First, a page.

Thursday, February 18, 2010

Remembering Nellie Goodsite Hill

Below is a very brief timeline of the life of Nellie Goodsite Hill. Click for a larger view:



Nellie Goodsite Hill is pictured here with her husband's first cousin twice removed, Joyce. Both Joyce and Nellie's husband were descendants of Lindsay House and Mary Ann Young. Nellie was born in Perkins Township, Erie County, on February 4, 1899 to William Goodsite and Louisa Mary Dauch Goodsite. Nellie's uncle J. J. Dauch was one of the co-founders of the Hinde and Dauch Paper Company, which operated in Sandusky for many years.

Nellie married Grant Hill, and they had a family of four children. They lived for a time in Michigan, and then moved back to Perkins Township, to live on a farm near many of the people that they grew up with. In 1941, after the U.S. Army bought out a large section of land in Perkins Township for a munitions factory for the War effort, Nellie and Grant moved to a farm just outside Bellevue, Ohio. In a brief article in the August 12, 1942 issue of the Sandusky Register Star News, it was reported that Mr. and Mrs. Grant Hill were on the committee for organizing an "Old Neighbors" picnic for the former families who lived in Perkins, bought were forced to move when the TNT plant was built. This "Old Neighbors Picnic" was a tradition for over twenty years.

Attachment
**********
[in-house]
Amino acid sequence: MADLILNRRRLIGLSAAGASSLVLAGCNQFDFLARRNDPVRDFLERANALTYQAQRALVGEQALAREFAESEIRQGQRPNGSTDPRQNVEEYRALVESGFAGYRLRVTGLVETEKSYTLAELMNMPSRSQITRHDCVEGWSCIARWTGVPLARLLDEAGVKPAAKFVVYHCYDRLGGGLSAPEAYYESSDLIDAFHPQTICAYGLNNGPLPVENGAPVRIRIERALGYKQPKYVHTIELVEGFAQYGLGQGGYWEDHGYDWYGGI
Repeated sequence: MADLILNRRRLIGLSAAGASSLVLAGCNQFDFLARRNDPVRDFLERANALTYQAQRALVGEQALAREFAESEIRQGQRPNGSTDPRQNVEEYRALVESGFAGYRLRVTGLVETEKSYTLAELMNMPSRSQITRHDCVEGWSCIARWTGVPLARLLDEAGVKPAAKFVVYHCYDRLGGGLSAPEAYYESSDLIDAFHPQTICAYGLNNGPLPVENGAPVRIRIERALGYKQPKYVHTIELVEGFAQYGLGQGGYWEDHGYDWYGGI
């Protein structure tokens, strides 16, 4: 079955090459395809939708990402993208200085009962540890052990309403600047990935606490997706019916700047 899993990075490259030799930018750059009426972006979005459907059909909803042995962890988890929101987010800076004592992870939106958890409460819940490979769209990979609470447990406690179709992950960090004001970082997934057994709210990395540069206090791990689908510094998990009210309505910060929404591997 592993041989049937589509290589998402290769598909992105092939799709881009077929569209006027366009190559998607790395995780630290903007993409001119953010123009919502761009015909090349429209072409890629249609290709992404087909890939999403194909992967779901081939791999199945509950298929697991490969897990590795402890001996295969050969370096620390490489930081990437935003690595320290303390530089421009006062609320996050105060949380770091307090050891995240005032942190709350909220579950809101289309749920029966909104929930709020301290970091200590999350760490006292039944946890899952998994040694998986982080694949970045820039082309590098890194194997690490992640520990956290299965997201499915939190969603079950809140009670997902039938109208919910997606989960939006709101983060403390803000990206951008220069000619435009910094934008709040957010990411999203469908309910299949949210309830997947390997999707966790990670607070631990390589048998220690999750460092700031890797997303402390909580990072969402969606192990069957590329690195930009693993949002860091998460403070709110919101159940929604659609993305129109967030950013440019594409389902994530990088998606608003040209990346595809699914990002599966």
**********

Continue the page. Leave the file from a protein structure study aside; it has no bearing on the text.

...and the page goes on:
On January 2, 2000, Nellie Hill passed away at the Arbors at Clyde. Her beloved husband Grant, and daughter Arline had already died by this time.Grant and Nellie Hill were buried in the Perkins Cemetery in Erie County.


Nellie was "small but mighty." When Duke professor Edward Hudson Young was writing his genealogical book, OUR YOUNG FAMILY IN AMERICA, Nellie wrote to him to provide information about the Young descendants in her husband's maternal line. In the 1990's, my mother and I visited with Nellie. She told us of the many weddings, funerals, and bridal showers that she had attended when she lived in Perkins Township. She had lived a full, wonderful life with her husband on the farm near Bellevue, but her memories of her days as a young woman in Perkins Township were still quite vivid. As our lovely conversation ended, Nellie served us homemade sugar cookies which were delicious! Anyone who ever met Nellie Goodsite Hill recalls her fondly. She outlived her husband and a daughter, and moved with her husband three different times in her life. Through it all Nellie kept a positive attitude, and relied on her strong faith in God. She truly "bloomed where she was planted."